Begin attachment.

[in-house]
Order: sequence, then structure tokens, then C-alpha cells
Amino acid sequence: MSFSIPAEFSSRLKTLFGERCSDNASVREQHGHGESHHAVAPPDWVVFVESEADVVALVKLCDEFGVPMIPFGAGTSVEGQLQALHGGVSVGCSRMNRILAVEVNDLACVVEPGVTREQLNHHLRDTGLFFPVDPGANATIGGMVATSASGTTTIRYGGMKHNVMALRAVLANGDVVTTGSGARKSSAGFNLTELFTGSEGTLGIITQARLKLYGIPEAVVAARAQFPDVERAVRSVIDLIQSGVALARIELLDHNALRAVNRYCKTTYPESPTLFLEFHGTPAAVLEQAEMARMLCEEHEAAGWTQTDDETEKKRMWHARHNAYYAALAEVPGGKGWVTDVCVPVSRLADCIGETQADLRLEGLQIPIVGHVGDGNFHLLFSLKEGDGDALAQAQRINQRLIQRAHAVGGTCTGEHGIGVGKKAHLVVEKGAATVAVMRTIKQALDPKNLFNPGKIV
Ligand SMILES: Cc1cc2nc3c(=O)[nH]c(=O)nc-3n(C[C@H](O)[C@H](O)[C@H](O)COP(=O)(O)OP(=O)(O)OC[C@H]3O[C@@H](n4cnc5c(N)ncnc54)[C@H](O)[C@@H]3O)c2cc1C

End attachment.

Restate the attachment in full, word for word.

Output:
[in-house]
Order: sequence, then structure tokens, then C-alpha cells
Amino acid sequence: MSFSIPAEFSSRLKTLFGERCSDNASVREQHGHGESHHAVAPPDWVVFVESEADVVALVKLCDEFGVPMIPFGAGTSVEGQLQALHGGVSVGCSRMNRILAVEVNDLACVVEPGVTREQLNHHLRDTGLFFPVDPGANATIGGMVATSASGTTTIRYGGMKHNVMALRAVLANGDVVTTGSGARKSSAGFNLTELFTGSEGTLGIITQARLKLYGIPEAVVAARAQFPDVERAVRSVIDLIQSGVALARIELLDHNALRAVNRYCKTTYPESPTLFLEFHGTPAAVLEQAEMARMLCEEHEAAGWTQTDDETEKKRMWHARHNAYYAALAEVPGGKGWVTDVCVPVSRLADCIGETQADLRLEGLQIPIVGHVGDGNFHLLFSLKEGDGDALAQAQRINQRLIQRAHAVGGTCTGEHGIGVGKKAHLVVEKGAATVAVMRTIKQALDPKNLFNPGKIV
Ligand SMILES: Cc1cc2nc3c(=O)[nH]c(=O)nc-3n(C[C@H](O)[C@H](O)[C@H](O)COP(=O)(O)OP(=O)(O)OC[C@H]3O[C@@H](n4cnc5c(N)ncnc54)[C@H](O)[C@@H]3O)c2cc1C